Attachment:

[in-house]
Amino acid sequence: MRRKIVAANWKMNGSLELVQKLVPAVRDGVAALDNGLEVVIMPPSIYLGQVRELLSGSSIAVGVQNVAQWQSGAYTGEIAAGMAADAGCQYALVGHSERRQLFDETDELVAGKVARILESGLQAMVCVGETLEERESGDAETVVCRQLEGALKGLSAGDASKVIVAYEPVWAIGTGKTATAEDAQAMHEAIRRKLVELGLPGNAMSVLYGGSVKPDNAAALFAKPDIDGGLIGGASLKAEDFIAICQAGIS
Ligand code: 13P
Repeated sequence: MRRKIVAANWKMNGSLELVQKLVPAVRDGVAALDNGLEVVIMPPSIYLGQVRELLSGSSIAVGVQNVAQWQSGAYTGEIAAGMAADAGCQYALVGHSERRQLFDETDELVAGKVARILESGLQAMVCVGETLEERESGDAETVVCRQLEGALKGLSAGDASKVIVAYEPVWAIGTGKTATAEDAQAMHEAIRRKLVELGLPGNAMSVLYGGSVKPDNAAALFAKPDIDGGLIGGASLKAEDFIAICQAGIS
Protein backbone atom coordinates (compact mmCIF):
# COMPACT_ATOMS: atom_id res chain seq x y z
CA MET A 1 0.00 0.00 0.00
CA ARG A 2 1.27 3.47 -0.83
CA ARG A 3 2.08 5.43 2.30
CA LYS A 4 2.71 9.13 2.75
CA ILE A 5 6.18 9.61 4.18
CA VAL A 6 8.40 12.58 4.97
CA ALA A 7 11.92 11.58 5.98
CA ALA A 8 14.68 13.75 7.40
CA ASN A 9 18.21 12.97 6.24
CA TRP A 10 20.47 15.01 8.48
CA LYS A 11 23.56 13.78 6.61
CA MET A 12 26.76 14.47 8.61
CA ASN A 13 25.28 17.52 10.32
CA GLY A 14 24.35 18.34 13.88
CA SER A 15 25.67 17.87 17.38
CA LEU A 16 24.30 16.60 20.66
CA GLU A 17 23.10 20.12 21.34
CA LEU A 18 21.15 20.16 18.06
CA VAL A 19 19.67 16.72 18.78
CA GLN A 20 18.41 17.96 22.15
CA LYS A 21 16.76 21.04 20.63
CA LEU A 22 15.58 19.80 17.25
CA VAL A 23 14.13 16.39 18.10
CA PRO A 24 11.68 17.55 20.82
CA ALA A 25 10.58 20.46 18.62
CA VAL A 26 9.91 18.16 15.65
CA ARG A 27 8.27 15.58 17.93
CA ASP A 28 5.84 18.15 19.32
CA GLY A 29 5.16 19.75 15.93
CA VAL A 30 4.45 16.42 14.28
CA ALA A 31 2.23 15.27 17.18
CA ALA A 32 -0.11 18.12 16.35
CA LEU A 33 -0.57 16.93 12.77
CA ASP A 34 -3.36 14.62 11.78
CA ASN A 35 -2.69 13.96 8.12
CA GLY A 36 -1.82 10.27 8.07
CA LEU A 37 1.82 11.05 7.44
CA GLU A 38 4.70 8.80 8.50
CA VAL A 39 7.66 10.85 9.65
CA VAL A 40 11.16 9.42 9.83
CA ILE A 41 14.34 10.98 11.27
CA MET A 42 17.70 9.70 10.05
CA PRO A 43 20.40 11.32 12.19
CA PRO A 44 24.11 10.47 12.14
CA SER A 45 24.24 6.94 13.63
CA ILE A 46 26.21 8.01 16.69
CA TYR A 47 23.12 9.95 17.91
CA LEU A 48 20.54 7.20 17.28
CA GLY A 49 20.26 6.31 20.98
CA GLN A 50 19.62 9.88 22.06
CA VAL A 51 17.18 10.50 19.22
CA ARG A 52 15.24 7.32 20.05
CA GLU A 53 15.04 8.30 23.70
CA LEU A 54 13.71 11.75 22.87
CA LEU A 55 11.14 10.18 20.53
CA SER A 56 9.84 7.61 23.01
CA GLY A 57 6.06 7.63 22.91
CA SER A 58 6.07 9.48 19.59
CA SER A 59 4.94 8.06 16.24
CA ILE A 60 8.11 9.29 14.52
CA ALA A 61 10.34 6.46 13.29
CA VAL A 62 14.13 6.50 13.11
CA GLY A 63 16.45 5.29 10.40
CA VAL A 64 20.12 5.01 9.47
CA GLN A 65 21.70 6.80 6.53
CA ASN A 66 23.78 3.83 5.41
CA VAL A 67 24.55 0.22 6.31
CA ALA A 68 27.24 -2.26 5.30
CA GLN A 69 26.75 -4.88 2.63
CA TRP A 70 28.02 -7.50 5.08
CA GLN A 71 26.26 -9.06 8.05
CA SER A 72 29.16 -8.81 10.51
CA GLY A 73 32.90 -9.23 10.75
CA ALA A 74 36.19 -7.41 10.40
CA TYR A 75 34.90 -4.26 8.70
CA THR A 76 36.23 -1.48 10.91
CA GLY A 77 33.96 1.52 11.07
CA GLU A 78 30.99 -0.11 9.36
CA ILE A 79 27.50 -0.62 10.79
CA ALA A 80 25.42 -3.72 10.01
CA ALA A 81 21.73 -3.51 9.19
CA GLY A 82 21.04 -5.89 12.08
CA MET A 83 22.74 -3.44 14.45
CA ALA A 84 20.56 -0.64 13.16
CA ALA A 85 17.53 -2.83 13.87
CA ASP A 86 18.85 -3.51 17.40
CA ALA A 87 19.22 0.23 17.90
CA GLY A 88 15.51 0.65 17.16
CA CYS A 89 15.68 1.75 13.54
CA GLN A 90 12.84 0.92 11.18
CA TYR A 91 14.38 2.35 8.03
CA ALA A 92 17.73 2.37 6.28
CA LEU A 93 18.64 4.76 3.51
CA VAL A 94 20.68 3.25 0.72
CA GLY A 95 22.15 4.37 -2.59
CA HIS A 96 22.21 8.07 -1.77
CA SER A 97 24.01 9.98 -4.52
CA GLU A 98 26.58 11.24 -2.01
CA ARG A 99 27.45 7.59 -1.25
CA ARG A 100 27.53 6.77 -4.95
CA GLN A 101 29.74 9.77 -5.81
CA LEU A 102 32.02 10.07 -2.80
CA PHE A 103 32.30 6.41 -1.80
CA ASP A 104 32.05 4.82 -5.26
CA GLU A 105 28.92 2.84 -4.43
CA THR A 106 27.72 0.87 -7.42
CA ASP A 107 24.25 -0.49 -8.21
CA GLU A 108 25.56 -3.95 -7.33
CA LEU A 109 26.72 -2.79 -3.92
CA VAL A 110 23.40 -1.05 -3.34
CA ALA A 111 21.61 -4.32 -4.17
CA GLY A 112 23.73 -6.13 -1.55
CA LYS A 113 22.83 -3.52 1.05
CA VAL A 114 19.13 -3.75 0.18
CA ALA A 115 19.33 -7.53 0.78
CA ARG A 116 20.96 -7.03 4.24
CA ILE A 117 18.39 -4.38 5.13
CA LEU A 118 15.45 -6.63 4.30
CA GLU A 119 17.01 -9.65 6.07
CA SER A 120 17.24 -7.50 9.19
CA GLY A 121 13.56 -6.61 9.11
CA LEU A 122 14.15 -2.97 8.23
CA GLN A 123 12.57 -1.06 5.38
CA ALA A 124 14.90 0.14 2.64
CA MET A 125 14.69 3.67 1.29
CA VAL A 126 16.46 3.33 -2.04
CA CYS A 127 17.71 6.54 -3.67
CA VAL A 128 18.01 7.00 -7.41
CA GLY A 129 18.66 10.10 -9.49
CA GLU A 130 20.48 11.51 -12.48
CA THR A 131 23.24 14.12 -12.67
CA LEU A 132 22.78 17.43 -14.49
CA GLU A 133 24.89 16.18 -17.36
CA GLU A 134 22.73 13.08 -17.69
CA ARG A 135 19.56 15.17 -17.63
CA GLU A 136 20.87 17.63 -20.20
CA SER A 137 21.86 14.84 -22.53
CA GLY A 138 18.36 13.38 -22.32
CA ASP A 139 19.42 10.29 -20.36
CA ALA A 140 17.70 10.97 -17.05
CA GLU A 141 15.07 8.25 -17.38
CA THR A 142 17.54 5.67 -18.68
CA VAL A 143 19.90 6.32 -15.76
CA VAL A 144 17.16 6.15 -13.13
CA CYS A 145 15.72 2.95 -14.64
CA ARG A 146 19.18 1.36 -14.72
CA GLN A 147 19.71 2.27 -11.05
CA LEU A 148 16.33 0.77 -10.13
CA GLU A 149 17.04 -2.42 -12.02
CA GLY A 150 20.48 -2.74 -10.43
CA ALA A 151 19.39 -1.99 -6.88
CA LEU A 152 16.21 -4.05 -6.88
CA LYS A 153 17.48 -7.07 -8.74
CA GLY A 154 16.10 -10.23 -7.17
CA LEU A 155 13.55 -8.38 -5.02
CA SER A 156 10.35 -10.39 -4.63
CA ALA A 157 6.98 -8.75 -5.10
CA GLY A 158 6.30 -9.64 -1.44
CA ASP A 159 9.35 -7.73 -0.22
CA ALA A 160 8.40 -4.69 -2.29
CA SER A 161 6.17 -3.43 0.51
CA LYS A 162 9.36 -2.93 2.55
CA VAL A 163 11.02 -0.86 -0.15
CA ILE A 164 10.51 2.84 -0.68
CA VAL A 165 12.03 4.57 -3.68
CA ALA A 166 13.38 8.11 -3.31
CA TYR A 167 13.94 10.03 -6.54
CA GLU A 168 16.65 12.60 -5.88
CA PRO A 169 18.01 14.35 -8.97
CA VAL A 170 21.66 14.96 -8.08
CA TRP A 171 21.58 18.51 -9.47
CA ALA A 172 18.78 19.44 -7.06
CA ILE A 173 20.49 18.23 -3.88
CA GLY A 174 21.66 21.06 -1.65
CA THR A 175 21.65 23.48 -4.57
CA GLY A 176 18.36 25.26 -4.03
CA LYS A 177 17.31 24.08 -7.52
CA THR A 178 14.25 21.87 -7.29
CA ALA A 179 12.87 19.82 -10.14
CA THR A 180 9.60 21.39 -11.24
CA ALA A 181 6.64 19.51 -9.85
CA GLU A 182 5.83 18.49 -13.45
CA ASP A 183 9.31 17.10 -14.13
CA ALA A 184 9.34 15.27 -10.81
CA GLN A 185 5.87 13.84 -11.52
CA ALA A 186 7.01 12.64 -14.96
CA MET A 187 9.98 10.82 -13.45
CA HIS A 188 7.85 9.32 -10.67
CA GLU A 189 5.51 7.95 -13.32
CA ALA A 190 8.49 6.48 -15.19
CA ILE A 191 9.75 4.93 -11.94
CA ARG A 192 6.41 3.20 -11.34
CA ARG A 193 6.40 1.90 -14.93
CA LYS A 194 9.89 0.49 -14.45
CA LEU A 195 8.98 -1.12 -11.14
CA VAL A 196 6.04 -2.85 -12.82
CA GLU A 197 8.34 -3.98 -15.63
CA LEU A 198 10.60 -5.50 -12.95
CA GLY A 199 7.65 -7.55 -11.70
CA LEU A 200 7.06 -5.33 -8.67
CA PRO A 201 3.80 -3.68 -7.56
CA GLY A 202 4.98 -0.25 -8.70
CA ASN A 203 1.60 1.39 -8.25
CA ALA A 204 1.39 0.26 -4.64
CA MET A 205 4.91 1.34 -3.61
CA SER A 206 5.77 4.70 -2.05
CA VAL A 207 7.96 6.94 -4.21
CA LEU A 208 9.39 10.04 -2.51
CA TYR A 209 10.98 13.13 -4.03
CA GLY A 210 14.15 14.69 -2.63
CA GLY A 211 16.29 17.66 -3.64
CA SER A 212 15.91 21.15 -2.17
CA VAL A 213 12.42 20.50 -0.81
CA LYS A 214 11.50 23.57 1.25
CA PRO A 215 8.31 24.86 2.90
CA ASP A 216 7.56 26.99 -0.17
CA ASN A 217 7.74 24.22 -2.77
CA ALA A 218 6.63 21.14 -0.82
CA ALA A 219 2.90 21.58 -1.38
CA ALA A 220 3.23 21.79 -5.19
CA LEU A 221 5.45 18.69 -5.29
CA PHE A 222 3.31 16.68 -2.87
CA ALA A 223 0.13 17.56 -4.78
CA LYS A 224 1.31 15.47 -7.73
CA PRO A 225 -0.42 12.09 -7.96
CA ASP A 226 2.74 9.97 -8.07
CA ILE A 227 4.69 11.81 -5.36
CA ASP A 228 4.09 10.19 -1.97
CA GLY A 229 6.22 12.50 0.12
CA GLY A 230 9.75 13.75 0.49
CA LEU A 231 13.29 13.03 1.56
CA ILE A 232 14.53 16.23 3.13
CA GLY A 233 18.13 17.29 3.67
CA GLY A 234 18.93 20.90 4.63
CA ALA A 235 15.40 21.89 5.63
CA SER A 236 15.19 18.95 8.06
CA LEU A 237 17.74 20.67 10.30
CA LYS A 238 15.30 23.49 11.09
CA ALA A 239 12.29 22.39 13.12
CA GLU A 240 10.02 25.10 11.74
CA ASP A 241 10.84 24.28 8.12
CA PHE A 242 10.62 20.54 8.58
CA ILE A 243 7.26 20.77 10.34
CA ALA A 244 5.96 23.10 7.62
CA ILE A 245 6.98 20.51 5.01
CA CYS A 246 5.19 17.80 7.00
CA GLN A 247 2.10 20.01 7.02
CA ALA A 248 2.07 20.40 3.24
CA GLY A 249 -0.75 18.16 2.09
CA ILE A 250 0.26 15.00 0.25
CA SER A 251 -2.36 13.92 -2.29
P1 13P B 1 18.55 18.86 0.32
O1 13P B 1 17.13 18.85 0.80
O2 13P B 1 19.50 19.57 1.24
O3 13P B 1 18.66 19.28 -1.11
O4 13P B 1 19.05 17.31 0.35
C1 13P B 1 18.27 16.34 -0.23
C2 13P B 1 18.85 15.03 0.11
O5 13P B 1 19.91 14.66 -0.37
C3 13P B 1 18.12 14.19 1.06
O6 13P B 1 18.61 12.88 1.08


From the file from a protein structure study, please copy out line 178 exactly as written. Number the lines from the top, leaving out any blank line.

CA ALA A 172 18.78 19.44 -7.06